An Independent School • Grades 5-12

by Jenny L. '21

Dear 9th Grade Jenny,   

I just finished reading your letter from the 9th grade retreat, and a strange pang of emotion washes over me. How can I put into words an experience so revolutionary and so full of growth that I simply can’t imagine who or where I’d be now without it? I know this transition into high school is a daunting one, but it truly will be a transformative four years (you're going to be okay!). Here are some snippets of what’s to come:  

The big and small moments in community. You’re going to experience moments that fill your heart in such expansive ways. Laughing collective belly laughs because a classmate flips a coin in the middle of a true-false quiz, tearing up during a friend's "This I Believe" speech, uncontrollably sobbing on the last day of class because of the bond your English family has created. Finding light during dark Seattle downpours by huddling together under your tiny umbrella between classes, dancing with friends in an empty classroom to celebrate turning in the Transcendentalism Project, cheering together in Allen-Gates 201 because your calculus teacher just said the phrase “big brain.”

The conversations with mentors. You're going to meet the life-changing mentors you've longed for and needed for so long; their offices will become a home, their wisdom and empathy a source of nourishment. They will help you learn to honor yourself, help you rediscover the joy of learning, help you learn to find purpose in whatever you do, because you can't fully understand the "how" and "where" and "when" and "with who" without also beginning to ask "why."

The growth and self-discovery. You're going to discover that the humanities make your heart bloom, even if you’ve always believed it to be a field that does not hold space for you. You're going to learn to make space for yourself, etch your stories into existence, especially if they're not of the mainstream voice. You're going to begin your journey of community-searching and community-building, of recognizing your political identity as a proud Korean American. And that one English elective you currently swear you’ll never, ever take? You’re going to write long, heartfelt paragraphs on your senior course change request form explaining why you ache for its last open spot.

The love and care. You're going to learn to hold so much love and care in your body, both for yourself and others. You’re going to become the girl who smiles “hi” at faces both familiar and unfamiliar around campus. You're going to ask for an extension when you really need one, receive a failing grade on a quiz but still give yourself a pat on the back, take naps in the silent reading room during long block frees (friends commenting on pillow marks on your cheek is the quintessential experience). You're finally going to learn to understand yourself as a human with a human body who needs sleep and water and good food and healthy relationships and loving friends, a body magnificent not because of her academic achievements or resumé but rather because of the ways she loves, cares, listens, empathizes, makes mistakes, tries, fails, and perseveres.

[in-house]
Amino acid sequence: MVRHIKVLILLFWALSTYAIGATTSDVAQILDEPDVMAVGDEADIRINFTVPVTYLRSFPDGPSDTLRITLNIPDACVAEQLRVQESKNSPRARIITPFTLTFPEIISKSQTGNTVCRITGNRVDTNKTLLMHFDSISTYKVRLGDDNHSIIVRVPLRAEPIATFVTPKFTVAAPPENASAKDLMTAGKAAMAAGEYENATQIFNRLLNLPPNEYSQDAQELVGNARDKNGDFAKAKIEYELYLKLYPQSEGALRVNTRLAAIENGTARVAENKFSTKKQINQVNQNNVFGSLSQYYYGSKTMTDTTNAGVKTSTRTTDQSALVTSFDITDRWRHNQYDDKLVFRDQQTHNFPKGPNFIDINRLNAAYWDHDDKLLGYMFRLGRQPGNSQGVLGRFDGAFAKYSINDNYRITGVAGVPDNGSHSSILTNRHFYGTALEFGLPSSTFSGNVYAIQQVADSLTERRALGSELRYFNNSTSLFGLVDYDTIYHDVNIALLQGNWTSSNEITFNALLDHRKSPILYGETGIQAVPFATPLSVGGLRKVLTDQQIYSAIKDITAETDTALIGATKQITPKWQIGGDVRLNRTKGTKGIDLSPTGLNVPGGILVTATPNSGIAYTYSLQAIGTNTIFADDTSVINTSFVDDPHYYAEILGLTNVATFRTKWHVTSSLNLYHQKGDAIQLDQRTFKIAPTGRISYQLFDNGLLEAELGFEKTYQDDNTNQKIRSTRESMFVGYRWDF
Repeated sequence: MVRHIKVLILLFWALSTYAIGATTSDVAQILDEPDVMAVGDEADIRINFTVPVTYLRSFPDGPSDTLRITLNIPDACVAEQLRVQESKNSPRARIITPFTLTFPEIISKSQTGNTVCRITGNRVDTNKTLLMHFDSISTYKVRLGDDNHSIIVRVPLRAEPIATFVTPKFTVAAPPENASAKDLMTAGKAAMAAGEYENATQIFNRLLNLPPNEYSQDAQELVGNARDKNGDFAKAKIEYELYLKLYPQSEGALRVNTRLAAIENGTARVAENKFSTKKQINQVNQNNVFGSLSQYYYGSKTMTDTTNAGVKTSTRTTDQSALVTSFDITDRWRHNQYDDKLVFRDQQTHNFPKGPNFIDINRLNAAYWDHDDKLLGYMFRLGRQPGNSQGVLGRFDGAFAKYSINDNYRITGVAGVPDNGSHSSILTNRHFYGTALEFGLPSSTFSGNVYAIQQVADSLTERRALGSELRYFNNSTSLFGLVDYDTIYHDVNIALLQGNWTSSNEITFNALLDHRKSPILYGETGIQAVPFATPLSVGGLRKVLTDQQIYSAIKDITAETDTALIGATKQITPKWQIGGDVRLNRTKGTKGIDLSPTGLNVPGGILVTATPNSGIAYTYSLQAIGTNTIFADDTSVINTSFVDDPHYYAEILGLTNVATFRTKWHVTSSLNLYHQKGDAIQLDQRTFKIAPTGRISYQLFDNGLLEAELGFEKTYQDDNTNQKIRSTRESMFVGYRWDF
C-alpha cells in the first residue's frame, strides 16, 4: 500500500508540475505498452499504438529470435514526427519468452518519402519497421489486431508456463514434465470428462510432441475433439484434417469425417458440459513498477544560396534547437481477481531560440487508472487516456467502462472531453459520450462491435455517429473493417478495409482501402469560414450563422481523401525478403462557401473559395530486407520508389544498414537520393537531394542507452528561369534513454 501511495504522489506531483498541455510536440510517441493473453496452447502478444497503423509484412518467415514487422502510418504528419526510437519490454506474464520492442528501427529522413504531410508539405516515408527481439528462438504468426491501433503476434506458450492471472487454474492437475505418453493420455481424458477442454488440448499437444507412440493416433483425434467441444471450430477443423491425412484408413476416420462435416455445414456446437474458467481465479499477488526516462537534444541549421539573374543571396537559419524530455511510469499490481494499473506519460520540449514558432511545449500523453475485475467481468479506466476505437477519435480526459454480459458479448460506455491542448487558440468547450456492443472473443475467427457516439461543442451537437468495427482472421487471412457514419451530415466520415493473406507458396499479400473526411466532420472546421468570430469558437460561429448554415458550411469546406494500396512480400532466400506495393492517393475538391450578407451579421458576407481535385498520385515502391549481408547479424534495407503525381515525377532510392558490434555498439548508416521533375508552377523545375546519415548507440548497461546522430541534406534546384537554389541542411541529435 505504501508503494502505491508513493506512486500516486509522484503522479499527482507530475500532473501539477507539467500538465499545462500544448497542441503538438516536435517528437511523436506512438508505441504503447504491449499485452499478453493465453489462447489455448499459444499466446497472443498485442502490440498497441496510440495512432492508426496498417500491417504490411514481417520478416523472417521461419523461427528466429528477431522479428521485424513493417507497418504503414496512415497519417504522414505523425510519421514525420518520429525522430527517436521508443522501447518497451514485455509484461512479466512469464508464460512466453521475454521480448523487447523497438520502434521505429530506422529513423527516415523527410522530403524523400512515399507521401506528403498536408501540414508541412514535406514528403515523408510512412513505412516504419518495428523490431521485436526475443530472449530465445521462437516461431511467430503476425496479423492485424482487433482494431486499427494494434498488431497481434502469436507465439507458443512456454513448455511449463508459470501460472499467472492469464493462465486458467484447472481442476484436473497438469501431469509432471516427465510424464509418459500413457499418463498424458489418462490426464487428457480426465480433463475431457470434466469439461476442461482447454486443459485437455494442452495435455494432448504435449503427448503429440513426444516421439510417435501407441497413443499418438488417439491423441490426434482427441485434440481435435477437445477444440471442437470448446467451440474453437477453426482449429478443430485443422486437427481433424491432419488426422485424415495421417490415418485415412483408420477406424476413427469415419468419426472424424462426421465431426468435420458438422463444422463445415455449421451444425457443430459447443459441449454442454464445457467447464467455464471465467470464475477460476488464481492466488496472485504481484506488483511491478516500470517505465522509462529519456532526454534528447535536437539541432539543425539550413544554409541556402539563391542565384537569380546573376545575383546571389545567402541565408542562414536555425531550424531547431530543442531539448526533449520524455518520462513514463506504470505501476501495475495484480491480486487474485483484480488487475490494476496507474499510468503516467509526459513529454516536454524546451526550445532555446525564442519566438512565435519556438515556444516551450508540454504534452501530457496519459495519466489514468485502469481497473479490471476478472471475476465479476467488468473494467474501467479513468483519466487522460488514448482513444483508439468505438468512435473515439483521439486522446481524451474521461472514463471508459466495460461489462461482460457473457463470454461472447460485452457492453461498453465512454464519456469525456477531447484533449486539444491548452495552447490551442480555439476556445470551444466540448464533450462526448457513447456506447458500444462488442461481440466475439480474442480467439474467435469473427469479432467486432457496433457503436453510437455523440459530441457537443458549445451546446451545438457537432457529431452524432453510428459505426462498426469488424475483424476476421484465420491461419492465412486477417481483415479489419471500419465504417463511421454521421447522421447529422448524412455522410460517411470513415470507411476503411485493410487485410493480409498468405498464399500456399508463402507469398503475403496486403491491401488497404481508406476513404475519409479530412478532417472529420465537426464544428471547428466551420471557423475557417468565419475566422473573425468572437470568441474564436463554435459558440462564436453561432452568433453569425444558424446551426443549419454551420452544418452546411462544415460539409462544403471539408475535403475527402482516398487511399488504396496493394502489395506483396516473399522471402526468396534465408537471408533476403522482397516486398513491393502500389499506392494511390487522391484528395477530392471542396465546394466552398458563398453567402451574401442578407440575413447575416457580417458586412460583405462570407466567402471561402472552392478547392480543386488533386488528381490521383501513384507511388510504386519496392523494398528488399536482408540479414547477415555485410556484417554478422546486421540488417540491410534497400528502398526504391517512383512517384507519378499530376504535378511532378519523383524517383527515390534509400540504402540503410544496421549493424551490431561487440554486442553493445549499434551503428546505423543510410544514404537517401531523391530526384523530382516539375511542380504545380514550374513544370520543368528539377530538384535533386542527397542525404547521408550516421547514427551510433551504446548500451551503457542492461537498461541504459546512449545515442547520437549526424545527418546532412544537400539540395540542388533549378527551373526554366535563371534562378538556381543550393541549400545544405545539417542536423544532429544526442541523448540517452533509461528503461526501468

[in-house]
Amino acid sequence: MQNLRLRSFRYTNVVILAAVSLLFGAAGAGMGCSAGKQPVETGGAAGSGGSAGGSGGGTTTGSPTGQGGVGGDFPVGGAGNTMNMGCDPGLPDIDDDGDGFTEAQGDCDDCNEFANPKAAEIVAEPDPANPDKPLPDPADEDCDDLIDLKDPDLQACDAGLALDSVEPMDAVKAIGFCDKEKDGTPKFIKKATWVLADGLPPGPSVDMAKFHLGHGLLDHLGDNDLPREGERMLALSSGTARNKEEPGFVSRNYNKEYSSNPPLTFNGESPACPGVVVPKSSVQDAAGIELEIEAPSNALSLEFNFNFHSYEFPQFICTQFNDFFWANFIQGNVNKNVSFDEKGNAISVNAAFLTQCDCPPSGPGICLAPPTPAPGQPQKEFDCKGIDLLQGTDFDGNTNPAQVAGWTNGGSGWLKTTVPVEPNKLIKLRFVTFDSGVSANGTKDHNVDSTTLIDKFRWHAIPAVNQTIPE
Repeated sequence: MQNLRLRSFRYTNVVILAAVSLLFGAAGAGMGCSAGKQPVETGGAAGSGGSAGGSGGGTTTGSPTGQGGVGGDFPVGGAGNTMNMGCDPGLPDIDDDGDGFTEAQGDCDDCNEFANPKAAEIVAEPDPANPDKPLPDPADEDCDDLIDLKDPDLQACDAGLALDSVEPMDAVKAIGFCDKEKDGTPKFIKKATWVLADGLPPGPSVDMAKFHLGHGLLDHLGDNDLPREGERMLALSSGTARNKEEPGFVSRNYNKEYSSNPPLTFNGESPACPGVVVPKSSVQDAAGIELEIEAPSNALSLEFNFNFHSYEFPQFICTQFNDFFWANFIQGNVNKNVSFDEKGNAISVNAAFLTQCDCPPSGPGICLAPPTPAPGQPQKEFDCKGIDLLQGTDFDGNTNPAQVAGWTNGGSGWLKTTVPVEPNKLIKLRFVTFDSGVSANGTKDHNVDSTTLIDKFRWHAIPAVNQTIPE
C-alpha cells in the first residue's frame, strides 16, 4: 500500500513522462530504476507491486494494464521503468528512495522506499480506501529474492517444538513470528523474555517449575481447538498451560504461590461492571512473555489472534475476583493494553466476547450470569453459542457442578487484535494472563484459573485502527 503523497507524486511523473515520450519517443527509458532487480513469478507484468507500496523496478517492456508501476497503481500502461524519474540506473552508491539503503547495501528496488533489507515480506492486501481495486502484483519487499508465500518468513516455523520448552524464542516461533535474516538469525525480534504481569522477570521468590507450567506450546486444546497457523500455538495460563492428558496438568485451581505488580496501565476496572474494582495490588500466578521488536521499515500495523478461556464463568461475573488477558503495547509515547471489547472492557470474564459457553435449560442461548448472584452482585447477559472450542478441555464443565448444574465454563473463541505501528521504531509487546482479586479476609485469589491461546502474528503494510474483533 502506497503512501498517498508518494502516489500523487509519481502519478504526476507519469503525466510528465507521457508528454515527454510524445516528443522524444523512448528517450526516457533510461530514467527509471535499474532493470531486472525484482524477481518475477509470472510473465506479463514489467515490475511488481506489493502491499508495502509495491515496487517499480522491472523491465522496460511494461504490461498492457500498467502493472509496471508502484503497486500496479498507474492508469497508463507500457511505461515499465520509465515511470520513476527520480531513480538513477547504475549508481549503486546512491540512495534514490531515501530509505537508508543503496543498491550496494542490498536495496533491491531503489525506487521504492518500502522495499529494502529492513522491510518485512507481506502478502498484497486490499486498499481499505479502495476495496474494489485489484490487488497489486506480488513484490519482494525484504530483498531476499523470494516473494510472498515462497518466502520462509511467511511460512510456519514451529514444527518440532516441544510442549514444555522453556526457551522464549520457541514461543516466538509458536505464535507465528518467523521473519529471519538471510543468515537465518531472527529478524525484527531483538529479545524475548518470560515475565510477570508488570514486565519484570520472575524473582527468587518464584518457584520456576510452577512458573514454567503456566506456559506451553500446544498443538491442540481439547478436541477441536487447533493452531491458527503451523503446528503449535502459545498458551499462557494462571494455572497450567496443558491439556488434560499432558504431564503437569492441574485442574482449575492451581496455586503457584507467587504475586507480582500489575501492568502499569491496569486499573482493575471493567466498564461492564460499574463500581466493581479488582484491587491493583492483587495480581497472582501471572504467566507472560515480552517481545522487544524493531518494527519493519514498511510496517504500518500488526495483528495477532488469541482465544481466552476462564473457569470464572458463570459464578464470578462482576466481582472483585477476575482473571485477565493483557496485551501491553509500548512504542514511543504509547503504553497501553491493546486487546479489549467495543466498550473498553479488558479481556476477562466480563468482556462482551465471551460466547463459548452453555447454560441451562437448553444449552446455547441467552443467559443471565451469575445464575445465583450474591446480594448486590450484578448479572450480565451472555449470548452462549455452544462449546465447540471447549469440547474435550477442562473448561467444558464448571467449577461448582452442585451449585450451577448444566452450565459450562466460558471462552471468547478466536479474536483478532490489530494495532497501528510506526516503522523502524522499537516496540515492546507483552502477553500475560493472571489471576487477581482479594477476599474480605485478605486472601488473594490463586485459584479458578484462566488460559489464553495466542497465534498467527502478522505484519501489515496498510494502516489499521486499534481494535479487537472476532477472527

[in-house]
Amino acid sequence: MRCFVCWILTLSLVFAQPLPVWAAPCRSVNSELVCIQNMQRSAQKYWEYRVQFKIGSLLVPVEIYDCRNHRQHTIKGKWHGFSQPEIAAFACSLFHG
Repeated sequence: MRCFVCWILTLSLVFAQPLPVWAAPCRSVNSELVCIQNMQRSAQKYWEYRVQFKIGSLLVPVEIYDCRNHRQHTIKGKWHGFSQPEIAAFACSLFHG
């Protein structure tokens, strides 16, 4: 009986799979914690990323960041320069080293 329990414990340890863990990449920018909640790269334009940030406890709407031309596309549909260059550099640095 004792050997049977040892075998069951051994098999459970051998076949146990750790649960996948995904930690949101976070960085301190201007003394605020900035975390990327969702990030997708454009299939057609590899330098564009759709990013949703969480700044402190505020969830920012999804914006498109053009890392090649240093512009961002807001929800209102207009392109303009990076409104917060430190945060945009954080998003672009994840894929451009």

There will be all-nighters writing research papers, breakdowns in Bliss bathrooms, lots of angsty K-Pop and "Glee" playlists on repeat. There will be heartbreak, grief, broken trust, and so much longing for the things that feel like mere fantasies. But with these trials will also come a lot of joy, a lot of movement, a lot of fire.

So be generous with yourself. Sometimes loyalty doesn’t mean holding onto those who’ve harmed you but rather holding onto yourself and your values amidst it all. Genuineness over superficiality, communities over cliques, always. Hold space for contradictions, complexities, and multiple truths. Think big picture. Ask for help. Take accountability when you cause harm. Advocate for yourself and the people you love; take risks. Take a deep breath. You’ve got this. I'm so, so proud of you.

The warmest hug,

Senior You